It's late September, the days are getting shorter and colder, it's slightly raining – a typical day for early fall in Hamburg. During the past years Hamid Nader Zada got used to the weather in northern Europe and especially in Hamburg. "It's a bit cold but actually a nice day," he says with a smile while taking a seat on a solid wooden chair at Hamburg's central park, "Planten un Blomen." Between weeping willows and yellow leaves on green grass the young man from Afghanistan starts to tell the story of his journey.
Everything started seven years ago back in Afghanistan, where he and his father's lives were threatened. When things escalated and an attempted murder on his father shortly failed, Hamid's family decided to send him to his sister in Norway - more than 5,000 kilometers away. A long journey for a fifteen-year-old boy who only speaks Dari. Although the family supported him financially, the money was just enough to get to Greece, where he tried to get illegally on a boat to Italy. "You always have to look for good hide-outs, for example on the top of a truck or in the cargo area. I tried it seven times until it worked out," he remembers abstractedly as he takes a drag of his cigarette.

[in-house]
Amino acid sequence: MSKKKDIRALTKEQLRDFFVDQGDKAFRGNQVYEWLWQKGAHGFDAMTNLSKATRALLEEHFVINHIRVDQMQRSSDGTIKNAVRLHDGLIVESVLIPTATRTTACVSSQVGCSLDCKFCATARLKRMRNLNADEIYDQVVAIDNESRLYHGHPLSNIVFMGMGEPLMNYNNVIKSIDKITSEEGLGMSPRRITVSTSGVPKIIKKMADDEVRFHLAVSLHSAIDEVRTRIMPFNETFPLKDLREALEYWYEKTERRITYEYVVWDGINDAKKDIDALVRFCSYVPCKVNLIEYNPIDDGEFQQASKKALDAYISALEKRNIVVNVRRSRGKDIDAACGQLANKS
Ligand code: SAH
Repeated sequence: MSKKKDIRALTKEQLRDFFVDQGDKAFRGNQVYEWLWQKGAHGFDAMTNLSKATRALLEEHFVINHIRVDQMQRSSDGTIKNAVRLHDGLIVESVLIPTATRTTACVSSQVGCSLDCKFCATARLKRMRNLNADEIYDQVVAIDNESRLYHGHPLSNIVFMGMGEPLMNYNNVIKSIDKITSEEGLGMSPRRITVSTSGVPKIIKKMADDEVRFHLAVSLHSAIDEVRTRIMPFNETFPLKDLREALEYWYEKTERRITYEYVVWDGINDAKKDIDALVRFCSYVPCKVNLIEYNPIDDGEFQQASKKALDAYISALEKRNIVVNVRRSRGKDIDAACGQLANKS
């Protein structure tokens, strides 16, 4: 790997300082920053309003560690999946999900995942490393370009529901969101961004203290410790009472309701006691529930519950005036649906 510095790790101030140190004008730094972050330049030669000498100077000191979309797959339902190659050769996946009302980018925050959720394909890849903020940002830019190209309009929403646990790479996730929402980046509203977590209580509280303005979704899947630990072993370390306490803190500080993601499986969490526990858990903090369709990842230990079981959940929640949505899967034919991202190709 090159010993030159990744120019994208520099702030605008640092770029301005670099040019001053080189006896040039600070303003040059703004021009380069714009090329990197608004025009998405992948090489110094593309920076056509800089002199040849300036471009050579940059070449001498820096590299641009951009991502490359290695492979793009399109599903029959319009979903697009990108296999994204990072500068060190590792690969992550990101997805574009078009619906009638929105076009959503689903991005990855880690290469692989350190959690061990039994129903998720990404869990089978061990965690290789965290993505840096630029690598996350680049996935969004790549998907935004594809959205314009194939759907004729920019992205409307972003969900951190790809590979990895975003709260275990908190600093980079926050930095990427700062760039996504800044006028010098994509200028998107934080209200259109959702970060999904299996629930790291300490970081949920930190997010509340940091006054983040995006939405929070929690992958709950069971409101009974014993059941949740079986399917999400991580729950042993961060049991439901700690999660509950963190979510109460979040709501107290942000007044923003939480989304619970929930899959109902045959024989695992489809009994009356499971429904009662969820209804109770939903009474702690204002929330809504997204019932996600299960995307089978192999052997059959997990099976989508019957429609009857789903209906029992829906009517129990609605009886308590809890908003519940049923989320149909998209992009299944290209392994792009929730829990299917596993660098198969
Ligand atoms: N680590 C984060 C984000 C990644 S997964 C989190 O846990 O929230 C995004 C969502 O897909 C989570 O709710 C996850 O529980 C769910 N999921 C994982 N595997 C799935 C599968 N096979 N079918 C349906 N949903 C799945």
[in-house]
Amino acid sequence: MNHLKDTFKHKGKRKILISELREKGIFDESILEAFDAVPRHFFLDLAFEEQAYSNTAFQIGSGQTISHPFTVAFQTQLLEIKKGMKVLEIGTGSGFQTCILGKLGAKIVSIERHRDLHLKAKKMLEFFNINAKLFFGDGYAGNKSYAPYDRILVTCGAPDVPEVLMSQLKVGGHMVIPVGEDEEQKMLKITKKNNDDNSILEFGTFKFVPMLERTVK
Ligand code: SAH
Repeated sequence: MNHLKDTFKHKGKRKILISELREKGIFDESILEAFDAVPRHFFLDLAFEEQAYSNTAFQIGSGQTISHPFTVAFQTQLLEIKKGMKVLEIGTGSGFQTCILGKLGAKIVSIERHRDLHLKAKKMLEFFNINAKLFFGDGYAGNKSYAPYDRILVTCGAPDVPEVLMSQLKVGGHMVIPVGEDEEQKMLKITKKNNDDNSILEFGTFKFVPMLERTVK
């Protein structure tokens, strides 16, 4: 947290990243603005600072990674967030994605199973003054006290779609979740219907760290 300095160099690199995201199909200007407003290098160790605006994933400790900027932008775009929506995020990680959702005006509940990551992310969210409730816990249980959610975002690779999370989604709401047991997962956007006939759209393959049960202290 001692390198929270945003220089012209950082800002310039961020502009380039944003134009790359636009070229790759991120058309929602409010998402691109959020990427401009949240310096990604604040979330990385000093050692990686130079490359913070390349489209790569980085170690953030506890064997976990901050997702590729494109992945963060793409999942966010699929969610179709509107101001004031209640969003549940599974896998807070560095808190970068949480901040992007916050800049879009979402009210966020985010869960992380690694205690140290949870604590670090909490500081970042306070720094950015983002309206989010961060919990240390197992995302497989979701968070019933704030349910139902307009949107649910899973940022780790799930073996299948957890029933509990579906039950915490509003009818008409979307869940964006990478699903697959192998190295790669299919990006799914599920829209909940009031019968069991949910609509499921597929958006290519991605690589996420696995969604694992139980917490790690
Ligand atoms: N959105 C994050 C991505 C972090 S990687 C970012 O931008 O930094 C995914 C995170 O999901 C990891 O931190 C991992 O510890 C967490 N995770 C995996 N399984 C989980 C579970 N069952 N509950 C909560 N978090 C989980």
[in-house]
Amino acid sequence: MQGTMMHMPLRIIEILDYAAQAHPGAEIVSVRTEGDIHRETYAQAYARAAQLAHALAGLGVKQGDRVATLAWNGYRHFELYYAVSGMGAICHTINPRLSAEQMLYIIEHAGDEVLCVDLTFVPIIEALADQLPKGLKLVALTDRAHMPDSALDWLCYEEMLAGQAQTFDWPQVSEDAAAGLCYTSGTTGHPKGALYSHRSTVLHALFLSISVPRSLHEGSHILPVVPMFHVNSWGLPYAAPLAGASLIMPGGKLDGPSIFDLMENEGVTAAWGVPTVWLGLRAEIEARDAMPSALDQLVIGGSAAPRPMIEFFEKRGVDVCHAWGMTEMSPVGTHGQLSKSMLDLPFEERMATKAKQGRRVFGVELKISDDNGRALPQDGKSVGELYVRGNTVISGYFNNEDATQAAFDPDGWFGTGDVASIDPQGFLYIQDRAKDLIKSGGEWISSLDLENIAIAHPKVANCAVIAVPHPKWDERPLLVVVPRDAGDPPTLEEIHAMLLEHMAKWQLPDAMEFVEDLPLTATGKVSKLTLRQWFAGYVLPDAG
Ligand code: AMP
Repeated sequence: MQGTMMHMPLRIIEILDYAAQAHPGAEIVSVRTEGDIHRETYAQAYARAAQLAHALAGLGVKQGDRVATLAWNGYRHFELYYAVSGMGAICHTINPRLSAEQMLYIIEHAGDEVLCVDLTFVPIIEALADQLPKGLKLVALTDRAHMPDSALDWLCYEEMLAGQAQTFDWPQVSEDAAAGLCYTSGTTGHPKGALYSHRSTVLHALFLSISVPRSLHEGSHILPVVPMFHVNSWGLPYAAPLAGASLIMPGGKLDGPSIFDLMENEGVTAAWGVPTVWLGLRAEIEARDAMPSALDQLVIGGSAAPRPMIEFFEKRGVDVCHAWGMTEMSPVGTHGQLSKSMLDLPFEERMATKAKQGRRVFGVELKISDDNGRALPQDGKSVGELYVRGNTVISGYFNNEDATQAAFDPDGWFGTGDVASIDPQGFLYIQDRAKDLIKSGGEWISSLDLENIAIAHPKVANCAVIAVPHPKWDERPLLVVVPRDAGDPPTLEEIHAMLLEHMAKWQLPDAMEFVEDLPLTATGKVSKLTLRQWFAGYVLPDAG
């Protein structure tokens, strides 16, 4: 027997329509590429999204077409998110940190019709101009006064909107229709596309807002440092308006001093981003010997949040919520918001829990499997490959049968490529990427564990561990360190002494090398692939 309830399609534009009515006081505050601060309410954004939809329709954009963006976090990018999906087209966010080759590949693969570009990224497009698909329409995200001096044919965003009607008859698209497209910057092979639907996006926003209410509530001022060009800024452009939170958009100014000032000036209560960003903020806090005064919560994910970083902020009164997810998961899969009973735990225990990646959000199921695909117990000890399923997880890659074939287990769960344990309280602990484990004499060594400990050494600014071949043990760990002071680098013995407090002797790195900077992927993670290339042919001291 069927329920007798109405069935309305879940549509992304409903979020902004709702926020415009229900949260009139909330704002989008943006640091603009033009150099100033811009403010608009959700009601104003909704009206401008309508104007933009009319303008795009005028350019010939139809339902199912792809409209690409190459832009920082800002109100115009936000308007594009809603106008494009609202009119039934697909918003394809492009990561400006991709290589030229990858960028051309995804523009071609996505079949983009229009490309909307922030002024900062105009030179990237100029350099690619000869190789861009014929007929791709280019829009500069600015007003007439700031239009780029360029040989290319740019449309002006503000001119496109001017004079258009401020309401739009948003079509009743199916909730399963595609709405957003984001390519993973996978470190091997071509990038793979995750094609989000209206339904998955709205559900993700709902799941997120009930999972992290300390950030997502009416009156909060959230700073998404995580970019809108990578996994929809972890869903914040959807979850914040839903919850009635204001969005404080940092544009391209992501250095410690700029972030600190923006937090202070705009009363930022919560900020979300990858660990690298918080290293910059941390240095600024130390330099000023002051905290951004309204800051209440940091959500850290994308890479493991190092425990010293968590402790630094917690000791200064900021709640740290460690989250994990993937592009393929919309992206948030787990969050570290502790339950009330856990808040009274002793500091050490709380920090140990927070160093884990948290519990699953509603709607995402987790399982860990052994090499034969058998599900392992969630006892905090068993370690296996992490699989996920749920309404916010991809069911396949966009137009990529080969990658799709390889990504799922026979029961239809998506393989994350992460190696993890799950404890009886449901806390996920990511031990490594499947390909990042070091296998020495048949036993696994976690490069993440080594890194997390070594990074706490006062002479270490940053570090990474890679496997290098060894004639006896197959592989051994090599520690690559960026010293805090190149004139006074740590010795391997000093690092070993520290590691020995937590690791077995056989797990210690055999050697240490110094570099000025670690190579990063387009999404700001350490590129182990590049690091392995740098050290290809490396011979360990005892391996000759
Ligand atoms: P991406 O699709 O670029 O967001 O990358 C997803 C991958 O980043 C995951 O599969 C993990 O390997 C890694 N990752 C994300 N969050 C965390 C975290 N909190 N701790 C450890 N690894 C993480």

When arriving in Italy Hamid continued traveling up north through several European countries to finally get caught by the police in Copenhagen and be officially registered as a refugee. As nobody took care of him he went to Norway anyway and lived with his family for about seven months until the Norwegian government sent him back to Denmark due to European law. "I had all my documents and even a medical examination to prove that I was underage, but they didn't believe me," he explains while uncomprehendingly shaking his head.
Without any progress and directions the teenager felt stuck in the system. About two years he waited for a – finally negative – decision of the Danish government. "To be honest, I didn't understand what was going on and why the process took so long. I felt that nobody really understood or explained it to me so I got in some serious trouble," he sighs while explaining his past aggressive feelings. After all that Hamid escaped from police again, sold all his possessions to afford traveling and tried to find a place to stay. Two years ago, at age 20, he finally arrived in Hamburg.